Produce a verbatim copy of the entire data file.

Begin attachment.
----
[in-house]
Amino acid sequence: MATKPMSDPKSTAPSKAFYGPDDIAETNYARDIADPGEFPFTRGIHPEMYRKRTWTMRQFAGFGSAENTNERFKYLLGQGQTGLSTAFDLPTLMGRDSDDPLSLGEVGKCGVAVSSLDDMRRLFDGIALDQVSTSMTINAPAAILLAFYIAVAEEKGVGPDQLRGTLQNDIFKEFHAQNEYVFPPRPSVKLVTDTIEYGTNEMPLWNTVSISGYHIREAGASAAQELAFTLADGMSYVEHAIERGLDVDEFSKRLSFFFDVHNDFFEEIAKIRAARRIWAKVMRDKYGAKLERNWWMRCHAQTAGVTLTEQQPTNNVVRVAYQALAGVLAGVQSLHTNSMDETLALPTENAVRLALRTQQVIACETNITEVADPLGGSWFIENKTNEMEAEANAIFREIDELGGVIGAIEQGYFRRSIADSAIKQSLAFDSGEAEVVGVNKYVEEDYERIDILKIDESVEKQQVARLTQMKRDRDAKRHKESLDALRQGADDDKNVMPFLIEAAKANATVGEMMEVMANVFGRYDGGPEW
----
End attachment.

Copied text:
[in-house]
Amino acid sequence: MATKPMSDPKSTAPSKAFYGPDDIAETNYARDIADPGEFPFTRGIHPEMYRKRTWTMRQFAGFGSAENTNERFKYLLGQGQTGLSTAFDLPTLMGRDSDDPLSLGEVGKCGVAVSSLDDMRRLFDGIALDQVSTSMTINAPAAILLAFYIAVAEEKGVGPDQLRGTLQNDIFKEFHAQNEYVFPPRPSVKLVTDTIEYGTNEMPLWNTVSISGYHIREAGASAAQELAFTLADGMSYVEHAIERGLDVDEFSKRLSFFFDVHNDFFEEIAKIRAARRIWAKVMRDKYGAKLERNWWMRCHAQTAGVTLTEQQPTNNVVRVAYQALAGVLAGVQSLHTNSMDETLALPTENAVRLALRTQQVIACETNITEVADPLGGSWFIENKTNEMEAEANAIFREIDELGGVIGAIEQGYFRRSIADSAIKQSLAFDSGEAEVVGVNKYVEEDYERIDILKIDESVEKQQVARLTQMKRDRDAKRHKESLDALRQGADDDKNVMPFLIEAAKANATVGEMMEVMANVFGRYDGGPEW